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We know the least about the slave. We know he must have been a young man, probably a teenager. Luke says he was sick to the point of death. Matthew’s version (Matthew 8:5-13) adds that he was paralyzed and in great pain.

We never see him. Jesus never meets him. The centurion never mentions his name. We don’t know the cause of his illness or how long he had been sick.

I picture this nameless slave lying motionless on a couch, his breath labored, his face bathed in sweat, his pulse racing, the only sound an occasional moan. Death tightens its grip with every hour. It is evident to all who see him that only a miracle could save him now.

And that is why the centurion came to Jesus. He was looking for a miracle.

We know much more about the centurion. He lived in Capernaum, a small fishing village on the north shore of the Sea of Galilee. As the name implies, a centurion was the captain of 100 soldiers. Six “centuries” of soldiers equaled one cohort of 600 men. Ten cohorts of 600 men equaled one Roman legion of 6000 soldiers. Chosen for their leadership ability, centurions were the backbone of the Roman army. They were always Gentiles. The New Testament uses the word “centurion” twenty-one times, always in a positive light, the most famous time being when the centurion who watched Jesus die exclaimed, “Surely this man was the Son of God” (Mark 15:39).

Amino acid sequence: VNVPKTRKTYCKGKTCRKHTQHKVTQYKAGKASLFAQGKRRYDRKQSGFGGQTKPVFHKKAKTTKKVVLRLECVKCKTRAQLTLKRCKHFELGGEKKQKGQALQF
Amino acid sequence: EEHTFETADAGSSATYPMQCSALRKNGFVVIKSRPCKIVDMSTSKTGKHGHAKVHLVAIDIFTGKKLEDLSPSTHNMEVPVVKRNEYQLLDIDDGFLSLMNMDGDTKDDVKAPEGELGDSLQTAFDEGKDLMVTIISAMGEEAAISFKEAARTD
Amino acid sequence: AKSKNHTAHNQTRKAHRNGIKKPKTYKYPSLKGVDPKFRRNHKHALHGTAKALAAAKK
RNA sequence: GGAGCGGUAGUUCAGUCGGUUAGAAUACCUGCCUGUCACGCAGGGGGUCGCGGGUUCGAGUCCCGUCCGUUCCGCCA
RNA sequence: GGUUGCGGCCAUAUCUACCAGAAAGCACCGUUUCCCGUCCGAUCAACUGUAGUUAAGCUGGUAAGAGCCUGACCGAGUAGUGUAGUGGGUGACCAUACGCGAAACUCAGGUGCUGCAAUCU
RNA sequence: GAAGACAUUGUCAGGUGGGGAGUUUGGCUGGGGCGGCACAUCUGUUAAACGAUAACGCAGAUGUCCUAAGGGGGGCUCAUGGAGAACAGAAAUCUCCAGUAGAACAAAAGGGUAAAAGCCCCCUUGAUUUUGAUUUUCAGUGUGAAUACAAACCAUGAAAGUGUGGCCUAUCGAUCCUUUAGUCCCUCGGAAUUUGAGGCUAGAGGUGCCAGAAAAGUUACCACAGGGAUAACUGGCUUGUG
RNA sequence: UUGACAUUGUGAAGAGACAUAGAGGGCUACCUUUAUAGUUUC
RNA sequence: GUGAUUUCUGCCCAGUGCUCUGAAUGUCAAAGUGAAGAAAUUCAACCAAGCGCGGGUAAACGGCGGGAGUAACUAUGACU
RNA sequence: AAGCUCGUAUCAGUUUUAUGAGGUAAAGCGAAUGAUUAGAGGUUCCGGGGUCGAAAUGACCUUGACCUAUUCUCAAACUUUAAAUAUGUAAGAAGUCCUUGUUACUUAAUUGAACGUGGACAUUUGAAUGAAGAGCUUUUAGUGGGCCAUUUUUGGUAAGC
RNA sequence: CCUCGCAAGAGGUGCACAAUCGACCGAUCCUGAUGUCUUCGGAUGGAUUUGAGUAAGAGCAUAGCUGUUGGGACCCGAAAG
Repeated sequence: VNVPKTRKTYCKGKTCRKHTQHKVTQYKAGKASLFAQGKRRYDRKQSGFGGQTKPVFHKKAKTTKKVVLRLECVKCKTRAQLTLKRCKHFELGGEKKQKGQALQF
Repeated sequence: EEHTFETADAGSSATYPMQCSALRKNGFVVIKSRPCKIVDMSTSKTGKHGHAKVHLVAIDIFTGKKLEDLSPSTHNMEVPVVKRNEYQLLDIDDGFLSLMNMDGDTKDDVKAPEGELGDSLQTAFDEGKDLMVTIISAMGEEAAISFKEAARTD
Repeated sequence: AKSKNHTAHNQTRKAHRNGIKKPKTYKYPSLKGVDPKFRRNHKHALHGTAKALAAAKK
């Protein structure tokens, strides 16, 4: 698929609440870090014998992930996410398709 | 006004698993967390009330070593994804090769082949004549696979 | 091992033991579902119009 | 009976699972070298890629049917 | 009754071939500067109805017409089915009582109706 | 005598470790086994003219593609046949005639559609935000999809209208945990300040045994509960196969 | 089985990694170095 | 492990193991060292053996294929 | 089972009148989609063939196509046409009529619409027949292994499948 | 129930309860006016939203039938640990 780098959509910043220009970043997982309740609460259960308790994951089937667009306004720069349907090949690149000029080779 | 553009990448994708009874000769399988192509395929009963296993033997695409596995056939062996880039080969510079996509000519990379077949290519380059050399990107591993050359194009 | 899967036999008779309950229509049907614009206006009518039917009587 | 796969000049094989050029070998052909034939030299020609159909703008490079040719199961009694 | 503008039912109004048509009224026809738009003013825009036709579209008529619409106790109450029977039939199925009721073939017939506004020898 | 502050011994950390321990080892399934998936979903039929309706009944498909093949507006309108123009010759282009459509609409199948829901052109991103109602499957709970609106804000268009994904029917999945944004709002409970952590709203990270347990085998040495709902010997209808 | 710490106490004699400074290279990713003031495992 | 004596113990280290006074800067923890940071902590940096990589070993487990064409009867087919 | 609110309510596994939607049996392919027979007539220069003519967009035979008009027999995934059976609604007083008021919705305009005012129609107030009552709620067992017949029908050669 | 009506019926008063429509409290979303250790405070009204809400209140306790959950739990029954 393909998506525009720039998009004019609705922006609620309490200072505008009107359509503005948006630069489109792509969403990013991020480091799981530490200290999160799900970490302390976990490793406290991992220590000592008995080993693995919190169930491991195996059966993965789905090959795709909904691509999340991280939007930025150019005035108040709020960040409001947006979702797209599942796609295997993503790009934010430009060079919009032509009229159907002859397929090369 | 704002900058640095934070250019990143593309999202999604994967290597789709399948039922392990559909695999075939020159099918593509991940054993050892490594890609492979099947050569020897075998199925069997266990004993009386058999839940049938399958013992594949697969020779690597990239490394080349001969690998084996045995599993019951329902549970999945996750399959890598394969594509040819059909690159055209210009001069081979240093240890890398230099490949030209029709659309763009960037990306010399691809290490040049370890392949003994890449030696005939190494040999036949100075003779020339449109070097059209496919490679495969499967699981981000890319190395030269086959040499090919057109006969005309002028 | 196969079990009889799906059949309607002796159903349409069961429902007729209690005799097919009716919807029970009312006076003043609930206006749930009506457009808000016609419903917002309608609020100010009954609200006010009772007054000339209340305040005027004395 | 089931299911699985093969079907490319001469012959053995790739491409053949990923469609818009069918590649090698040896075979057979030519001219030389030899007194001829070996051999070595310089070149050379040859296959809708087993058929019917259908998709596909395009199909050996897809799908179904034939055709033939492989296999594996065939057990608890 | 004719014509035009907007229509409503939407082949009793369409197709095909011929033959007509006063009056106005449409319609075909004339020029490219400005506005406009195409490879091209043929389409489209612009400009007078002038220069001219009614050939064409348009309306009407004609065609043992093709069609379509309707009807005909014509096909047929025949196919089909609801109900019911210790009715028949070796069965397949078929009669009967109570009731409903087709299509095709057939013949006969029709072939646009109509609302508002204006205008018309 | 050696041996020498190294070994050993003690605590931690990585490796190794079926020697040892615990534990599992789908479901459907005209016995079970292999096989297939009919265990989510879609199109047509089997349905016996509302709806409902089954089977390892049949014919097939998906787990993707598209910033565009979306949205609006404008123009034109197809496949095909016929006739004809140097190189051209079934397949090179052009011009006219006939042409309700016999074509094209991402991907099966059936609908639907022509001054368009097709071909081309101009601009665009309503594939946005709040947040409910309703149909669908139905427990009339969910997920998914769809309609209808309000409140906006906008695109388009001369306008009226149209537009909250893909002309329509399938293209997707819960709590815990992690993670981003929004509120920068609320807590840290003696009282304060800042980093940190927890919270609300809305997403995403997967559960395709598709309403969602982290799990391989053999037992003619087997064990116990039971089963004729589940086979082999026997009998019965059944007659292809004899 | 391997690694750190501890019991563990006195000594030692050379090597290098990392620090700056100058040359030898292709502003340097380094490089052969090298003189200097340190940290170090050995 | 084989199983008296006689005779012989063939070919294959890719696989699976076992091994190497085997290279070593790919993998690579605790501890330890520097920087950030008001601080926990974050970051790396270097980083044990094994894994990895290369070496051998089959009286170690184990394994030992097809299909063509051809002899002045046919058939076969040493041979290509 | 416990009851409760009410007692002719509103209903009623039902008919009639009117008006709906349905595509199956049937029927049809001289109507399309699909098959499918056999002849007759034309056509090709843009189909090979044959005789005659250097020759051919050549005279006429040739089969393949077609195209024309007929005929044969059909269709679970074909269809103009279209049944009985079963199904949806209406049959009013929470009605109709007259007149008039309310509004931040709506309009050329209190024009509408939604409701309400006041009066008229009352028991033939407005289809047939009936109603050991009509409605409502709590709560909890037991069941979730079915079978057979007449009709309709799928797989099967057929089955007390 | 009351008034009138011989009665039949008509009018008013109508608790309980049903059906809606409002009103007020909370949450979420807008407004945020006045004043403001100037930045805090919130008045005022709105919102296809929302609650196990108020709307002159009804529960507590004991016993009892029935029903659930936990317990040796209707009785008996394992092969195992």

With that as background, we come to the central fact. The centurion had a slave whom he highly regarded. This was rare indeed. In the Roman Empire, slaves had no rights. They could be mistreated and even put to death. One ancient writer commented that “when your animals are old, you throw them out to die. You do the same with your slaves.”

So this is the first unusual thing about this story–that a Roman centurion would care so much about his slave.

An Unusual Response

We see the second unusual thing in the centurion’s response. He sent some Jewish elders to Jesus. The centurion heard of Jesus and sent some elders of the Jews to him, asking him to come and heal his servant” (v. 2).

It is unusual that he didn’t go himself.
It is unusual that he asked the Jews to go in his place.
It is unusual that they would go.

Relations between the Romans and the Jews were never very good. The Romans had no use for the Jews and their “barbarous superstition,” and the Jews hated their Roman overloads and their occupying army, which the centurion represented. In the normal course of things, the Romans and Jews interacted as little as possible.

If a rich man built a church for us, we would treat him like a hero.
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But this man was different.

When the elders speak to Jesus, they stress the centurion’s good qualities: “This man deserves to have you do this, because he loves our nation and has built our synagogue” (vv. 4-5). He loves the nation of Israel, they said, and he proved it by building a synagogue in Capernaum. If you ever visit Capernaum, your tour guide will take you to the remains of a synagogue that goes back to the 2nd century A.D. Underneath those ruins you can see the foundation stones of an even earlier synagogue that many believe is the very synagogue the centurion built.